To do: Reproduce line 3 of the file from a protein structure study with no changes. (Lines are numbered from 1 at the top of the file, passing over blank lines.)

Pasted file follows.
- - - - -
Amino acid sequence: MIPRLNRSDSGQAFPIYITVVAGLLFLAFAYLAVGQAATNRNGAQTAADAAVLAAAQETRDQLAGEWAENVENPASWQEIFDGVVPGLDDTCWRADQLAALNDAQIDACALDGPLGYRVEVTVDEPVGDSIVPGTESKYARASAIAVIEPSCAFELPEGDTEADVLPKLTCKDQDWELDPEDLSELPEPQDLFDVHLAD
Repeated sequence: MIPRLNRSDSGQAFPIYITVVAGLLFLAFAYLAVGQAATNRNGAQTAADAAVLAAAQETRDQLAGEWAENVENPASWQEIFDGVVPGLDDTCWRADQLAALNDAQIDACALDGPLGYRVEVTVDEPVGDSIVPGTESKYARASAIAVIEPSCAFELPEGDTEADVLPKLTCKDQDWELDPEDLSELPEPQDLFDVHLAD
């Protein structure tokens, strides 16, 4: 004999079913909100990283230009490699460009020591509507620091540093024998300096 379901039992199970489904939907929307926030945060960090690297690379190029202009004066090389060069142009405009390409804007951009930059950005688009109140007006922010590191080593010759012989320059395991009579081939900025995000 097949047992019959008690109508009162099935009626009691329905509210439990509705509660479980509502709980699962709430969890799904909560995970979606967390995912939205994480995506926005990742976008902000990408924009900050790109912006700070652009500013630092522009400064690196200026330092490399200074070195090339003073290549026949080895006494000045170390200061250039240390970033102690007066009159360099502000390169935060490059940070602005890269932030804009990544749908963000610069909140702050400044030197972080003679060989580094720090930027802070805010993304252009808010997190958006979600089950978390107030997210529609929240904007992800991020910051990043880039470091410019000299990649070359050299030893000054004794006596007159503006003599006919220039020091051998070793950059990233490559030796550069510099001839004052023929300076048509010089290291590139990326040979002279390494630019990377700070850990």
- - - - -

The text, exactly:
């Protein structure tokens, strides 16, 4: 004999079913909100990283230009490699460009020591509507620091540093024998300096 379901039992199970489904939907929307926030945060960090690297690379190029202009004066090389060069142009405009390409804007951009930059950005688009109140007006922010590191080593010759012989320059395991009579081939900025995000 097949047992019959008690109508009162099935009626009691329905509210439990509705509660479980509502709980699962709430969890799904909560995970979606967390995912939205994480995506926005990742976008902000990408924009900050790109912006700070652009500013630092522009400064690196200026330092490399200074070195090339003073290549026949080895006494000045170390200061250039240390970033102690007066009159360099502000390169935060490059940070602005890269932030804009990544749908963000610069909140702050400044030197972080003679060989580094720090930027802070805010993304252009808010997190958006979600089950978390107030997210529609929240904007992800991020910051990043880039470091410019000299990649070359050299030893000054004794006596007159503006003599006919220039020091051998070793950059990233490559030796550069510099001839004052023929300076048509010089290291590139990326040979002279390494630019990377700070850990």